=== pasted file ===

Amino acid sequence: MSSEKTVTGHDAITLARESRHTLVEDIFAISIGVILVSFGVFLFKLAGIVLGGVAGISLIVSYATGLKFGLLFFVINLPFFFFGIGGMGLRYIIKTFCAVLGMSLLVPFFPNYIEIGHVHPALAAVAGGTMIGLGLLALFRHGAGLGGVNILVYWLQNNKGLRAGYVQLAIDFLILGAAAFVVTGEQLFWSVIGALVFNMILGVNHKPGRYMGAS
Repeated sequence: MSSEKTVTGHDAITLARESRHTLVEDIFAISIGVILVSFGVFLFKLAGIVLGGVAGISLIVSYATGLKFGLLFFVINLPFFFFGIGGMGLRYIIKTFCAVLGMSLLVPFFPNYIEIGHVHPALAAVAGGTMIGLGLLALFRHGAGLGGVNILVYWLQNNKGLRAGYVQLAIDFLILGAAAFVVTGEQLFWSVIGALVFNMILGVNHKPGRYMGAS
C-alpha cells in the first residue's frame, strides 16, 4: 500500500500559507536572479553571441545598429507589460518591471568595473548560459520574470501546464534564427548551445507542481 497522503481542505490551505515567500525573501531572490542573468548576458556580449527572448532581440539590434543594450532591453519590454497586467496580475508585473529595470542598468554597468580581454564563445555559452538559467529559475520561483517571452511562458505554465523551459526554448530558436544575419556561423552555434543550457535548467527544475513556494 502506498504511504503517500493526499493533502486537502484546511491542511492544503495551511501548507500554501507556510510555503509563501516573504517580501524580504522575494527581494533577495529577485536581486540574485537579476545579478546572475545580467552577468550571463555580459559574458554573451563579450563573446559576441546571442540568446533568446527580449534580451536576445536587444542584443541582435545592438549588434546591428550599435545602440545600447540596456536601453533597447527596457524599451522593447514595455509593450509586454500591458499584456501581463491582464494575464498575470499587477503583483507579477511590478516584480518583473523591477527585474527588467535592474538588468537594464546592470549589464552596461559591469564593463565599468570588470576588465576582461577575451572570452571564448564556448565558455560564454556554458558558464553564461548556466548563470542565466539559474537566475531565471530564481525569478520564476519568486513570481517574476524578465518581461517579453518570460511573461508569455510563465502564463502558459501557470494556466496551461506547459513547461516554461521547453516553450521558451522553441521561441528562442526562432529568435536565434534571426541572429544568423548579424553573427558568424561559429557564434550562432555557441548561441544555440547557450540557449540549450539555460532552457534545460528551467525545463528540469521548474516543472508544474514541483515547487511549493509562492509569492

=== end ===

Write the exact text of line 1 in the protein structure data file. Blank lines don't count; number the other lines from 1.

Amino acid sequence: MSSEKTVTGHDAITLARESRHTLVEDIFAISIGVILVSFGVFLFKLAGIVLGGVAGISLIVSYATGLKFGLLFFVINLPFFFFGIGGMGLRYIIKTFCAVLGMSLLVPFFPNYIEIGHVHPALAAVAGGTMIGLGLLALFRHGAGLGGVNILVYWLQNNKGLRAGYVQLAIDFLILGAAAFVVTGEQLFWSVIGALVFNMILGVNHKPGRYMGAS